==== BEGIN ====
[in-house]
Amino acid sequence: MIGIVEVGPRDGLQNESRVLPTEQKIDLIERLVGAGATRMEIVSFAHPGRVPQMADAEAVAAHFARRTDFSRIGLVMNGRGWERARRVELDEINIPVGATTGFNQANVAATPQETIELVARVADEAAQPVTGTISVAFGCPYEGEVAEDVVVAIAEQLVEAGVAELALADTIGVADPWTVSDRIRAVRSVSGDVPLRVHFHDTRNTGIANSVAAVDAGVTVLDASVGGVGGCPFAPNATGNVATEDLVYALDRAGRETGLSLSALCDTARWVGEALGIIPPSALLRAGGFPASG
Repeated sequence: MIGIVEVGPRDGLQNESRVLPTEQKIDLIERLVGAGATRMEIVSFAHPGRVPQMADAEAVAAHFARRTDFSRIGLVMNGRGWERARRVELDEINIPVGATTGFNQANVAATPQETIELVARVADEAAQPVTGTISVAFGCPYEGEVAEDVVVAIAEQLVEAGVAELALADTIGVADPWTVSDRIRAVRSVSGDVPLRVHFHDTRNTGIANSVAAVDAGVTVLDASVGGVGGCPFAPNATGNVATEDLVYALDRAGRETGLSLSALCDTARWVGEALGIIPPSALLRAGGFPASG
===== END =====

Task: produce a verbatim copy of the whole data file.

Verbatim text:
[in-house]
Amino acid sequence: MIGIVEVGPRDGLQNESRVLPTEQKIDLIERLVGAGATRMEIVSFAHPGRVPQMADAEAVAAHFARRTDFSRIGLVMNGRGWERARRVELDEINIPVGATTGFNQANVAATPQETIELVARVADEAAQPVTGTISVAFGCPYEGEVAEDVVVAIAEQLVEAGVAELALADTIGVADPWTVSDRIRAVRSVSGDVPLRVHFHDTRNTGIANSVAAVDAGVTVLDASVGGVGGCPFAPNATGNVATEDLVYALDRAGRETGLSLSALCDTARWVGEALGIIPPSALLRAGGFPASG
Repeated sequence: MIGIVEVGPRDGLQNESRVLPTEQKIDLIERLVGAGATRMEIVSFAHPGRVPQMADAEAVAAHFARRTDFSRIGLVMNGRGWERARRVELDEINIPVGATTGFNQANVAATPQETIELVARVADEAAQPVTGTISVAFGCPYEGEVAEDVVVAIAEQLVEAGVAELALADTIGVADPWTVSDRIRAVRSVSGDVPLRVHFHDTRNTGIANSVAAVDAGVTVLDASVGGVGGCPFAPNATGNVATEDLVYALDRAGRETGLSLSALCDTARWVGEALGIIPPSALLRAGGFPASG